#define MAP_DONE	0
#define MAP_CONTINUE	1

#define MAP_ALL_NODES	0
#define MAP_LEAF_NODES	1

#define MAP_END_KEY	1

typedef int (btree_map_nodes_fn)(struct btree_op *b_op, struct btree *b);
int __bch_btree_map_nodes(struct btree_op *op, struct cache_set *c,
			  struct bkey *from, btree_map_nodes_fn *fn, int flags);

static inline int bch_btree_map_nodes(struct btree_op *op, struct cache_set *c,
				      struct bkey *from, btree_map_nodes_fn *fn)
	return __bch_btree_map_nodes(op, c, from, fn, MAP_ALL_NODES);

static inline int bch_btree_map_leaf_nodes(struct btree_op *op,
					   struct cache_set *c,
					   struct bkey *from,
					   btree_map_nodes_fn *fn)
	return __bch_btree_map_nodes(op, c, from, fn, MAP_LEAF_NODES);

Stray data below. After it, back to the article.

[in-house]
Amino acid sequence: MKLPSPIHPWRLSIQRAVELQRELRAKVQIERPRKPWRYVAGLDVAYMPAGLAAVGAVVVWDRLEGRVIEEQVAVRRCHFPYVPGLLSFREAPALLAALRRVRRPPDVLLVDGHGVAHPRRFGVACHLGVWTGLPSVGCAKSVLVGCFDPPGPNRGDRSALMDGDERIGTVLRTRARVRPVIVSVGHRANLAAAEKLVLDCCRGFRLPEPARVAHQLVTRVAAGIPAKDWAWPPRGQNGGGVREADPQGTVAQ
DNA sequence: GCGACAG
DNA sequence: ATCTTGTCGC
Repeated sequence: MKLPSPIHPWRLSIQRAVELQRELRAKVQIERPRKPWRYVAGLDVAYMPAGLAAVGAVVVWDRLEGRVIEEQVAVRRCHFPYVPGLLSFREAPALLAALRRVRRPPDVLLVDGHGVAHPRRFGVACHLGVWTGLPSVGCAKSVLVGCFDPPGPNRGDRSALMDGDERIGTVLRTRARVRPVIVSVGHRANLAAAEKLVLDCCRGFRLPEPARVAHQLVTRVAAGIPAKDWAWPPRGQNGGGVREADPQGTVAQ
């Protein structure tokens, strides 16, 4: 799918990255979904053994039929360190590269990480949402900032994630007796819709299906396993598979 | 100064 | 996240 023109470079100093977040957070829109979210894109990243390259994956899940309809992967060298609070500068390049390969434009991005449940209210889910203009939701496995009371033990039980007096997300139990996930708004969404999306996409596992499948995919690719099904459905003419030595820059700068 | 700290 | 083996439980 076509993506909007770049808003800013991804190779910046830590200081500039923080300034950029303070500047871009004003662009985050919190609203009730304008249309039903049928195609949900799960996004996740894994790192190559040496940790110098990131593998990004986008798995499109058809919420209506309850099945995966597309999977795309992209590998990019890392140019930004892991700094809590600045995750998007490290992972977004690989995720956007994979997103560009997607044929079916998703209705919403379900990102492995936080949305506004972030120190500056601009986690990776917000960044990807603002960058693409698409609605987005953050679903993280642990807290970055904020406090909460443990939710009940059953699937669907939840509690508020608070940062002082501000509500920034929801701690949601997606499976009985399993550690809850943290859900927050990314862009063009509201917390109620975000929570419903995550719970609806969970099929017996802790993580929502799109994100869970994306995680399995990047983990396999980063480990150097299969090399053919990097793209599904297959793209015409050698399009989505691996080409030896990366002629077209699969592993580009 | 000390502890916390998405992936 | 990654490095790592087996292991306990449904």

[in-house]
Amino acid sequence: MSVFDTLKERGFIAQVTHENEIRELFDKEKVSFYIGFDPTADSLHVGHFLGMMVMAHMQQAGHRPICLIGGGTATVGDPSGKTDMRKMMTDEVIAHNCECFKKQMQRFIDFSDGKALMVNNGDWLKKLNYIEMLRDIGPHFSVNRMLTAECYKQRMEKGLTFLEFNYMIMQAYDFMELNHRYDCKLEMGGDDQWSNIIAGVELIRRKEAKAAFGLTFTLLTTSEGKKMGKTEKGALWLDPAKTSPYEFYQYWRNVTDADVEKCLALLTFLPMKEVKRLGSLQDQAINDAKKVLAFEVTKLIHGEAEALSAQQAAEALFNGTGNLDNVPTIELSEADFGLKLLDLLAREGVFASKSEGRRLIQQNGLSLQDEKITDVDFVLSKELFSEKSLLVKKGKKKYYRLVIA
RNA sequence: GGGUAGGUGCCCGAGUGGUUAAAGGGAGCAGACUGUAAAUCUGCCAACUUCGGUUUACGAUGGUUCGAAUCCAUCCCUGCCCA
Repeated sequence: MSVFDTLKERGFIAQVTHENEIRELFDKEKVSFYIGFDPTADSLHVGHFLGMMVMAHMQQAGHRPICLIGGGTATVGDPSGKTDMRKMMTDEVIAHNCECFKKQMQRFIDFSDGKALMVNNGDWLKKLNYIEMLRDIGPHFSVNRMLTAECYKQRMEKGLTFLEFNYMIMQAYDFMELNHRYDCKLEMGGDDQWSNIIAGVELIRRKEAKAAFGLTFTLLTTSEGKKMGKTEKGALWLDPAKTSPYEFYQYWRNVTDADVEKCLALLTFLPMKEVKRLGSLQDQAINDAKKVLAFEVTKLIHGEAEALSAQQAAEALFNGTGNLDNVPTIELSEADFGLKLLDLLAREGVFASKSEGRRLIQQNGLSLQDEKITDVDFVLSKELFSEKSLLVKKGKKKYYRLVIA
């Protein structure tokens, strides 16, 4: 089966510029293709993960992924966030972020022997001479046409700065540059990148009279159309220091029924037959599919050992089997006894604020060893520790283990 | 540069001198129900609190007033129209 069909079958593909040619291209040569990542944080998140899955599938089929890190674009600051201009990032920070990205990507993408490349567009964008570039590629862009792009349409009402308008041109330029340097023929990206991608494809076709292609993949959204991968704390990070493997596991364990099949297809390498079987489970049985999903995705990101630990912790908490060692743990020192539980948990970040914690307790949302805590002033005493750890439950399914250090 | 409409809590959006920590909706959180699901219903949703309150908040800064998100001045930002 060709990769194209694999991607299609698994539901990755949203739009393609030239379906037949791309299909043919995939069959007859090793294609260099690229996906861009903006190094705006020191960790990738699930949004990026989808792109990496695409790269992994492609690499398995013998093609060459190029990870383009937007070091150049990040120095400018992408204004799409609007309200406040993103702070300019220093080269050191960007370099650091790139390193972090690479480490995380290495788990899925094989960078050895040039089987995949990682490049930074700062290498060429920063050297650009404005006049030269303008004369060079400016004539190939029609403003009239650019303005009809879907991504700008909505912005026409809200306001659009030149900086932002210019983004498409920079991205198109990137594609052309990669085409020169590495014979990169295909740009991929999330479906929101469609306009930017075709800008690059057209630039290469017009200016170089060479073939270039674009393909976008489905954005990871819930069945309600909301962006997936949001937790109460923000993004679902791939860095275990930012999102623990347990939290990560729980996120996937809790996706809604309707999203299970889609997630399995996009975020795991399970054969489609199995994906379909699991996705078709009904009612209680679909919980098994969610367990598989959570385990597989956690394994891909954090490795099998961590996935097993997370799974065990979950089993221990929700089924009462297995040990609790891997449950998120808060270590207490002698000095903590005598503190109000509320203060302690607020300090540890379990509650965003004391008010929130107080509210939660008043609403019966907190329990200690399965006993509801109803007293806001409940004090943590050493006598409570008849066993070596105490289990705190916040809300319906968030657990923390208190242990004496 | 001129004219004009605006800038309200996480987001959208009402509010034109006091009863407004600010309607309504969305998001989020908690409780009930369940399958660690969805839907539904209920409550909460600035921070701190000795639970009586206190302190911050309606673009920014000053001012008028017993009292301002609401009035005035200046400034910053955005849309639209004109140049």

typedef int (btree_map_keys_fn)(struct btree_op *op, struct btree *b,
				struct bkey *k);
int bch_btree_map_keys(struct btree_op *op, struct cache_set *c,
		       struct bkey *from, btree_map_keys_fn *fn, int flags);
int bch_btree_map_keys_recurse(struct btree *b, struct btree_op *op,
			       struct bkey *from, btree_map_keys_fn *fn,
			       int flags);

typedef bool (keybuf_pred_fn)(struct keybuf *buf, struct bkey *k);

void bch_keybuf_init(struct keybuf *buf);
void bch_refill_keybuf(struct cache_set *c, struct keybuf *buf,
		       struct bkey *end, keybuf_pred_fn *pred);
bool bch_keybuf_check_overlapping(struct keybuf *buf, struct bkey *start,
				  struct bkey *end);
void bch_keybuf_del(struct keybuf *buf, struct keybuf_key *w);
struct keybuf_key *bch_keybuf_next(struct keybuf *buf);
struct keybuf_key *bch_keybuf_next_rescan(struct cache_set *c,
					  struct keybuf *buf,
					  struct bkey *end,
					  keybuf_pred_fn *pred);
void bch_update_bucket_in_use(struct cache_set *c, struct gc_stat *stats);